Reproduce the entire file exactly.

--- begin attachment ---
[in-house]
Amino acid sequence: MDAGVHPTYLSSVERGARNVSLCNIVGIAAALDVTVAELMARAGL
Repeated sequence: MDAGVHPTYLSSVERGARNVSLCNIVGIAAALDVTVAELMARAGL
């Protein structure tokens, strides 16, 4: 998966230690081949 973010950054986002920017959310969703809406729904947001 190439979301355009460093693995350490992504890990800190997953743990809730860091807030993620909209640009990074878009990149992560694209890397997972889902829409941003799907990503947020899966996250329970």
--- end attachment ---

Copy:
[in-house]
Amino acid sequence: MDAGVHPTYLSSVERGARNVSLCNIVGIAAALDVTVAELMARAGL
Repeated sequence: MDAGVHPTYLSSVERGARNVSLCNIVGIAAALDVTVAELMARAGL
């Protein structure tokens, strides 16, 4: 998966230690081949 973010950054986002920017959310969703809406729904947001 190439979301355009460093693995350490992504890990800190997953743990809730860091807030993620909209640009990074878009990149992560694209890397997972889902829409941003799907990503947020899966996250329970």